Kansas State

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Historic Sites
Tourist Attractions

Historic Sites

Scott State Park
Listed by National Geographic's Traveler magazine as one of the country's 50 must-see state parks, Lake Scott State Park is a diamond in the rough. The area is literally an oasis, rich with history, natural wonder, artesian springs, deep wooded canyons, and craggy bluffs providing a startling contrast to the vast shortgrass prairie of western Kansas. Scott State Park is relatively small -- 100 acres of lake and 1,180 acres in the park and wildlife area -- but the area is unique. Nearly two centuries before Europeans settled the area, a group of Taos Indians migrated to the region fleeing Spanish rule. Attracted to the natural springs, which they would use for irrigation, the Taos built the northernmost pueblo in North America. The El Cuartelejo Ruins, as they are now called, have been designated as a National Historic Landmark. The park is more than history, however, and provides a majestic setting for all outdoor recreation. Fishing is very popular, and nature trails provide naturalists the opportunity to view native plants and animals. The park offers both modern and primitive campsites, a swimming beach, and Beach House that sells basic camping and fishing supplies. Hunting is allowed on the wildlife area. Boating is allowed for fishing only. For information call: (316)872-2061

Brown v. Board of Education National Historic Site
On October 26, 1992, Congress passed Public Law 102-525, establishing Brown v. Board of Education National Historic Site to commemorate the landmark Supreme Court decision aimed at ending segregation in public schools. On May 17, 1954, the Supreme Court unanimously declared that "separate educational facilities are inherently unequal" and, as such, violate the 14th Amendment to the United States Constitution, which guarantees all citizens "equal protection of the laws." The site is located at Monroe Elementary School in Topeka, Kansas. Monroe was the segregated school attended by the lead plaintiff's daughter, Linda Brown, when Brown v. Board of Education of Topeka was initially filed in 1951. For information call: (785)354-4273

Fort Larned National Historic Site
Fort Larned was established in 1859 as a base of military operations against hostile Indians of the Central Plains, to protect traffic along the Santa Fe Trail and as an agency for the administration of the Central Plains Indians by the Bureau of Indian Affairs under the terms of the Fort Wise Treaty of 1861. With nine restored buildings, it survives as one of the best examples of Indian Wars period forts. Most of the buildings including: barracks, commissary, officers quarters and more, are furnished to their original appearance. Fort Larned National Historic Site takes visitors back to this turbulent era in our nation's history. For information call: (316)285-6911

Fort Scott National Historic Site
The thirty-one year span of history interpreted at Fort Scott National Historic Site is perhaps the most significant era of our nation's history. Fort Scott witnessed a decade of rapid westward expansion followed by civil strife and unrest that brought about our nation's deadliest conflict. Fort Scott National Historic Site consists of 20 historic structures, a parade ground and five acres of restored tallgrass prairie. The architectural style of the buildings is French Colonial with Greek Revival elements. The exteriors of the buildings are restored to their 1840s appearance. For information call: (316)223-0310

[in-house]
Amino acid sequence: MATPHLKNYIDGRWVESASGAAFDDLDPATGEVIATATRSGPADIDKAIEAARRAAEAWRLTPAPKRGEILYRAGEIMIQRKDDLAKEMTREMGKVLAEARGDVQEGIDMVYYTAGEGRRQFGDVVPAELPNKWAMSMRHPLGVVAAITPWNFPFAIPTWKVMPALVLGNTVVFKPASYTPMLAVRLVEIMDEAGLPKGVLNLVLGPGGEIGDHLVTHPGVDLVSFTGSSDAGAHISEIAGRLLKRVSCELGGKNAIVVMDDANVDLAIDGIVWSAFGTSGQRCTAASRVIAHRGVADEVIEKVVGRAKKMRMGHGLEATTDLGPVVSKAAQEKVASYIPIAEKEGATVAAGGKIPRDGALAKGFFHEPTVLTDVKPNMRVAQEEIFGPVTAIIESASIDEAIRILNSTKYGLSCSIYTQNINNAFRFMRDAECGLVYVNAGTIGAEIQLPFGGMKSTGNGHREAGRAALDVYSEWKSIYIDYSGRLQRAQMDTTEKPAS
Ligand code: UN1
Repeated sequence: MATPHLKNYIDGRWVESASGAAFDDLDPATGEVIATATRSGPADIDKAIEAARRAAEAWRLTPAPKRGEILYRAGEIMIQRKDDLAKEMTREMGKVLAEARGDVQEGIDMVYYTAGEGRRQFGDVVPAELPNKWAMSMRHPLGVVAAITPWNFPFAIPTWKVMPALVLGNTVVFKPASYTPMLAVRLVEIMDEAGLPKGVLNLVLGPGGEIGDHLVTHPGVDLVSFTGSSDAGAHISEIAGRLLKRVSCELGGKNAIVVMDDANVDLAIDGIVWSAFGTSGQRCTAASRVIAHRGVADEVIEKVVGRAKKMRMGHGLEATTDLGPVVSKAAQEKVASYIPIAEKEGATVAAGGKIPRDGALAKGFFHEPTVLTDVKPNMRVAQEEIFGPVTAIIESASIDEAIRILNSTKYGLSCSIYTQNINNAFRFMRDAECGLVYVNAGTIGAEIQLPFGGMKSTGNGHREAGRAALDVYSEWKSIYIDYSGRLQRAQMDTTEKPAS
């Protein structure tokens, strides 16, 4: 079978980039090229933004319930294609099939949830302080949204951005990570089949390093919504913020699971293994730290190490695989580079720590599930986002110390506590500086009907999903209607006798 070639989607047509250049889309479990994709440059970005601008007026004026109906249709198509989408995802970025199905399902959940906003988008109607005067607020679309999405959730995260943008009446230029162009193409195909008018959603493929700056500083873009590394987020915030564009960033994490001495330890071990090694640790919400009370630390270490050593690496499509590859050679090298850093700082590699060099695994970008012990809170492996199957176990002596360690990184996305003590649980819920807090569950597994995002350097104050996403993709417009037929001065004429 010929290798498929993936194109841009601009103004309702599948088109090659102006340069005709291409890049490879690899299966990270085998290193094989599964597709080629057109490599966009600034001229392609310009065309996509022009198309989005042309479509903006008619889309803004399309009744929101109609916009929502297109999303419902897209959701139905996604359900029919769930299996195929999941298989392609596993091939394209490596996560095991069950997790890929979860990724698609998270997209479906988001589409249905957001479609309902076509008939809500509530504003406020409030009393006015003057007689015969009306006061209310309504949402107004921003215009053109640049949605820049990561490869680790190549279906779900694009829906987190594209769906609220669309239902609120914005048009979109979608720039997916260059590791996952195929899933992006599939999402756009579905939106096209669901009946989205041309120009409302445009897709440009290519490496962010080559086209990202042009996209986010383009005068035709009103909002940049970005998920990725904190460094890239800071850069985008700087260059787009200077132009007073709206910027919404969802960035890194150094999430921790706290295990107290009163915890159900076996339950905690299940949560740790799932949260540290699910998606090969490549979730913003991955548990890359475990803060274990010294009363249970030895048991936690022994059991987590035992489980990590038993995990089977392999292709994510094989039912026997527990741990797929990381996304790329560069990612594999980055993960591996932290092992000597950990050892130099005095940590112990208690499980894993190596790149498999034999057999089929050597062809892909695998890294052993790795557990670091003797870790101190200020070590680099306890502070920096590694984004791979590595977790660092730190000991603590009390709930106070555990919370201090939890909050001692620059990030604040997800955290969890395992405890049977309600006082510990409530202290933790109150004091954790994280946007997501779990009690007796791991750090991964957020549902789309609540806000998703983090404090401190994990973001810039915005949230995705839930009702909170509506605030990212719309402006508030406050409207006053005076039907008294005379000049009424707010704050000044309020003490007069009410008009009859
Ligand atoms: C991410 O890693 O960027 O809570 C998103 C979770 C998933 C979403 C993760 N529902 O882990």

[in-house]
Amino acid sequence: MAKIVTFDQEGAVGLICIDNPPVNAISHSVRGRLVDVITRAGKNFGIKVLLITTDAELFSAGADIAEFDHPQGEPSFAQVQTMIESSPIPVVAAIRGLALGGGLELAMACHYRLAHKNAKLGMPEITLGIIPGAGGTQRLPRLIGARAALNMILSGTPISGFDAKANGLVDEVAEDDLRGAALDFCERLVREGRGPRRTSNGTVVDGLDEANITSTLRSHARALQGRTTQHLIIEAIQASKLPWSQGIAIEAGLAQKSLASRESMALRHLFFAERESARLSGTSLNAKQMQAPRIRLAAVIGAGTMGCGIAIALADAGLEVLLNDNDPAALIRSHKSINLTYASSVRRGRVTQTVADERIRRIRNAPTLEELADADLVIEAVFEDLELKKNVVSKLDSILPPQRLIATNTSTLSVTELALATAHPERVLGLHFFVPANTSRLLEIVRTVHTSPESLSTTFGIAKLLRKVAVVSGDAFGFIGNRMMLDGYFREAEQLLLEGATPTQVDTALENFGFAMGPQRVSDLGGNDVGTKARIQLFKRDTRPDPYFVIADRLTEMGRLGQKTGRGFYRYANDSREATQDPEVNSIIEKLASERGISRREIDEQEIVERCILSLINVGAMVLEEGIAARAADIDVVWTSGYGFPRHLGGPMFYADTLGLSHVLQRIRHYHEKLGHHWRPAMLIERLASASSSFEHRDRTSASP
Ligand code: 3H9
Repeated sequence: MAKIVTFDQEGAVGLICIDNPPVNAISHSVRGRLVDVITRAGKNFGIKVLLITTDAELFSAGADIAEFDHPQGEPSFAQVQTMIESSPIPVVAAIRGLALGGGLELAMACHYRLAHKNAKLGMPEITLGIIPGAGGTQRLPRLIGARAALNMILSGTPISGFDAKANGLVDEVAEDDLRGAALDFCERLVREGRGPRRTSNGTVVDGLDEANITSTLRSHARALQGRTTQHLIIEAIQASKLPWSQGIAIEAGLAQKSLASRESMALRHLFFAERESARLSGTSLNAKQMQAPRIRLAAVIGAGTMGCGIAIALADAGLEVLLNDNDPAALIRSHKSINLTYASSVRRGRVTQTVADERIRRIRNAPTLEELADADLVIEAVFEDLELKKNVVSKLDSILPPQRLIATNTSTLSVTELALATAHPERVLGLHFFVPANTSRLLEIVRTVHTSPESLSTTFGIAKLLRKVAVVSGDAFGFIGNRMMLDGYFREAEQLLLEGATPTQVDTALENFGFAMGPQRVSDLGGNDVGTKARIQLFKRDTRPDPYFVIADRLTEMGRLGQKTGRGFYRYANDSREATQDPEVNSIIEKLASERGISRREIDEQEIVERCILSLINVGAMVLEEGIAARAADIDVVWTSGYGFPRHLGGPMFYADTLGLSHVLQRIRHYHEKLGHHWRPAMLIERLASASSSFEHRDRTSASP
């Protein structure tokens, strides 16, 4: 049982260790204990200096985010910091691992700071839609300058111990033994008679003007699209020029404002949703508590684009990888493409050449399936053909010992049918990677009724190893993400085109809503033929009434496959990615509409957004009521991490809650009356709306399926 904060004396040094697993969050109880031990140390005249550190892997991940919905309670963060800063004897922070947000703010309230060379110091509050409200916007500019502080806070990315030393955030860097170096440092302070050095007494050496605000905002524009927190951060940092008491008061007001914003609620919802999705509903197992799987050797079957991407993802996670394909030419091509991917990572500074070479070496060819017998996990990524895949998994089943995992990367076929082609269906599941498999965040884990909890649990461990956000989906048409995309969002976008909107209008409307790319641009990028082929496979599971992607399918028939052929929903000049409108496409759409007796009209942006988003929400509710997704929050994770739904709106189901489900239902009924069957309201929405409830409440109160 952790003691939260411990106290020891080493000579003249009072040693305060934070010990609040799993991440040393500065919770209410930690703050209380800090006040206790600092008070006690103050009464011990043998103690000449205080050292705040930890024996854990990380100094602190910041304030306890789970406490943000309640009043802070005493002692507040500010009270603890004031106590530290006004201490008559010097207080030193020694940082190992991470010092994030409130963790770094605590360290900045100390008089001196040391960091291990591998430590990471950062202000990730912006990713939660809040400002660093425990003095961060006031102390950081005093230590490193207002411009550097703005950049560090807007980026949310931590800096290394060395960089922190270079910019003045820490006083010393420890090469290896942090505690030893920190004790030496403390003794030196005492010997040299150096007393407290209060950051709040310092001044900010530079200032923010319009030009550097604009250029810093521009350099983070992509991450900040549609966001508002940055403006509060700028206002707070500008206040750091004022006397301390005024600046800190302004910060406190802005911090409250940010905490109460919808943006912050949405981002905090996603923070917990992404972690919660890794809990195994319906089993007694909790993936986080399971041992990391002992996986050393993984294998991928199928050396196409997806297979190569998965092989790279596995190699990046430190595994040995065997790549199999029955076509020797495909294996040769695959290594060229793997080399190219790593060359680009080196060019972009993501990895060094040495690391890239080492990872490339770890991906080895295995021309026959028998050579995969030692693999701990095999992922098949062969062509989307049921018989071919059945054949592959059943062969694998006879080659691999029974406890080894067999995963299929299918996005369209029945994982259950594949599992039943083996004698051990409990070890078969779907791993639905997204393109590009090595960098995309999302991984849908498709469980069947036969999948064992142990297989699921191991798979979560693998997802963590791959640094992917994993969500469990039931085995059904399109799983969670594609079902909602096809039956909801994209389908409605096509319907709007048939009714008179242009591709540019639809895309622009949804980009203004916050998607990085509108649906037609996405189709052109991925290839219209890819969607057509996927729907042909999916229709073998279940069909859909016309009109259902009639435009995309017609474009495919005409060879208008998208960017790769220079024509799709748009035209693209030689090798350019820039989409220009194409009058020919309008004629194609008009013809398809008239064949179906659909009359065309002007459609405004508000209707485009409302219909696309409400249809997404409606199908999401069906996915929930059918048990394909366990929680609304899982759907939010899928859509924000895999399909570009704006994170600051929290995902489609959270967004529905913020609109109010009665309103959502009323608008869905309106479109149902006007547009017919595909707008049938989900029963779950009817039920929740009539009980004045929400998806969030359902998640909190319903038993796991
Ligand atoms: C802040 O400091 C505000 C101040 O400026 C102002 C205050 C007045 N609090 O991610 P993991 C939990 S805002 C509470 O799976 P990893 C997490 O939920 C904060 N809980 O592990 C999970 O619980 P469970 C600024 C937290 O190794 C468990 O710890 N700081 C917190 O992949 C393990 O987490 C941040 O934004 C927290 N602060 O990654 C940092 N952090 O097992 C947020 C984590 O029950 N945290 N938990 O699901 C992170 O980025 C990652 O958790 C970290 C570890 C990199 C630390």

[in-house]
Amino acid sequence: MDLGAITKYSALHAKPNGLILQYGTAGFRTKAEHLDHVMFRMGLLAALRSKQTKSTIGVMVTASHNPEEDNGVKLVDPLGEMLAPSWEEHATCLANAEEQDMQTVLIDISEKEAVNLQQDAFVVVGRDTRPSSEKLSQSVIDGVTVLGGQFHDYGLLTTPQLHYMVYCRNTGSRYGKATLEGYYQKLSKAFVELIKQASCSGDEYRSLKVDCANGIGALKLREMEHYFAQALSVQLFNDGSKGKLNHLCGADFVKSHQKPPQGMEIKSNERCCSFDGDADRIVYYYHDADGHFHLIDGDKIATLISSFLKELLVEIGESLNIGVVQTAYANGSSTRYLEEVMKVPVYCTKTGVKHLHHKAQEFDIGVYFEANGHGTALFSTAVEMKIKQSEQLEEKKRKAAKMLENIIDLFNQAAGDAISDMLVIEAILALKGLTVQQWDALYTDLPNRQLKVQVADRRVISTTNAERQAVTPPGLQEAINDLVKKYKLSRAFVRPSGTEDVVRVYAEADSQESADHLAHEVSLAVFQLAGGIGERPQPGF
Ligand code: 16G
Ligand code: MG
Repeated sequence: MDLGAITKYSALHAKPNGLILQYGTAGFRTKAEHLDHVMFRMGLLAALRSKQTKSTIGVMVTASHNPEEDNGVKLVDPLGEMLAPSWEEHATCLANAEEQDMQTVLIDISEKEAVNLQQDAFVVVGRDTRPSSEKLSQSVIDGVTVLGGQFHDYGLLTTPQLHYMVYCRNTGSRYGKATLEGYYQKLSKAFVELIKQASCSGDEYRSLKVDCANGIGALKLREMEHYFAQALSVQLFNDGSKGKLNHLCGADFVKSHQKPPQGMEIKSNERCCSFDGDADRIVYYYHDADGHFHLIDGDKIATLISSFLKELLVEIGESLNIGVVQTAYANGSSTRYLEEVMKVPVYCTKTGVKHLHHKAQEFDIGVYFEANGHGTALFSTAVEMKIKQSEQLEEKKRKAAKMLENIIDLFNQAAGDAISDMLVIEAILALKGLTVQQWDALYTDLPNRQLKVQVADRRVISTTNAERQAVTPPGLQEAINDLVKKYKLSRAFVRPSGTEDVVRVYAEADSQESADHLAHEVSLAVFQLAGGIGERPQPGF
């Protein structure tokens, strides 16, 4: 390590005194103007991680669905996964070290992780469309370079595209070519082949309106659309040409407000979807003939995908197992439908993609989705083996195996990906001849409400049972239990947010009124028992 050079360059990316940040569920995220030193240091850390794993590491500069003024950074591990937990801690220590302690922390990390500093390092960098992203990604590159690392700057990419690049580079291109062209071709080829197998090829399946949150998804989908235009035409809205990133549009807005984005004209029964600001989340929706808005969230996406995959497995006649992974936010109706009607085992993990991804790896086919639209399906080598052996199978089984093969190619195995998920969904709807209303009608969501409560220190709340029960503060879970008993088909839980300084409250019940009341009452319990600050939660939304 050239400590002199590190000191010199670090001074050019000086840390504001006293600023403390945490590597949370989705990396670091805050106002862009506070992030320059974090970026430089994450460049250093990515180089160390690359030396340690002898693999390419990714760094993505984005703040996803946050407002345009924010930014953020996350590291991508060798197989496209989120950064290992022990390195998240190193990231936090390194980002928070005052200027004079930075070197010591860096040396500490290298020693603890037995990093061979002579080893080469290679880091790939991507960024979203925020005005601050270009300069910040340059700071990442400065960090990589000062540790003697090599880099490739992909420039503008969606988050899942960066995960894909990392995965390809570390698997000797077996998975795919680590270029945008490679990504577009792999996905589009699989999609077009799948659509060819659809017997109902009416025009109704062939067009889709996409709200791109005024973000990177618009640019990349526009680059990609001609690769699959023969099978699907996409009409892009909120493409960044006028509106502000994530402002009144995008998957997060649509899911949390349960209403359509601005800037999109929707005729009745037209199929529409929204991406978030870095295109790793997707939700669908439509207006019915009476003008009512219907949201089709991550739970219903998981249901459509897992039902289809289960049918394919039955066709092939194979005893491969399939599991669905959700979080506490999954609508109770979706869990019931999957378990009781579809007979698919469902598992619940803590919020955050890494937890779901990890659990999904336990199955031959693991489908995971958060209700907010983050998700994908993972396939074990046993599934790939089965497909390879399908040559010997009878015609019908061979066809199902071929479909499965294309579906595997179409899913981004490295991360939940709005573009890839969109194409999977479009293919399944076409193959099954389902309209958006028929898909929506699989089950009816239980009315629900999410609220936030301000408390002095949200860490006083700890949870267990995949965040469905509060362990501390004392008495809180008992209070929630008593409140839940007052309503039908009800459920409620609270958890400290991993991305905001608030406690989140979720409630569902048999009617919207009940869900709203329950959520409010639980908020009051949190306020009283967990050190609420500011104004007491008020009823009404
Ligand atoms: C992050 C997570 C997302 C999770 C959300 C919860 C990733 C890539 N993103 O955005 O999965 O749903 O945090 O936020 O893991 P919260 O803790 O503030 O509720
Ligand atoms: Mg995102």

Nicodemus National Historic Site
Nicodemus National Historic Site, Kansas. This area preserves, protects and interprets the only remaining western town established by African Americans during the Reconstruction Period following the Civil War. The town of Nicodemus is symbolic of the pioneer spirit of African-Americans who dared to leave the only region they had been familiar with to seek personal freedom and the opportunity to develop their talents and capabilities. For information call: (316)285-6911

Tourist Attractions

Topeka Zoological Park
Get up close and personal with the new Black Bear Woods, new Pachyderm Yard, Tropical Rain Forest, Discovering Apes, Lions' Pride, and Children's Zoo. For information call: (785)272-5821

Old Cowtown Museum
Old Cowtown Museum is a unique, 17 acre open-air living history museum which recreates Wichita and Sedgwick County, Kansas from 1865 to 1880. For information call: (316)264-0241

Kansas Cosmosphere and Space Center
The $13 million renovation includes a full-scale replica of the Space Shuttle, a Northrup T-38 jet used for NASA pilot training, and an SR 71 Blackbird spy plane - the world's fastest plane and one of only 29 in the world. The Mercury Redstone and Gemini rockets tower over the entrance, and the new German Room features authentic and rare V1 and V2 rockets from Nazi Germany. For information call: (800)397-0330

Lake Afton Public Observatory
The Lake Afton Public Observatory offers programs for the general public on weekend evenings throughout the year. School classes can reserve an Observatory program on Wednesday and Thursday evenings and Thursday during the day. The programs of the Observatory extend beyond its walls through portable editions of exhibits, instructional astronomy games, video tapes, and astronomy activities for use in the classroom. For information call: (316)978-3191

Sedgwick County Zoo
The 247-acre Sedgwick County Zoo opened in 1971 and has been ranked among the best zoos in the world. Displaying over 2,000 animals of 436 species, it is the number one tourist attraction in Kansas. For information call: (316) 942-2212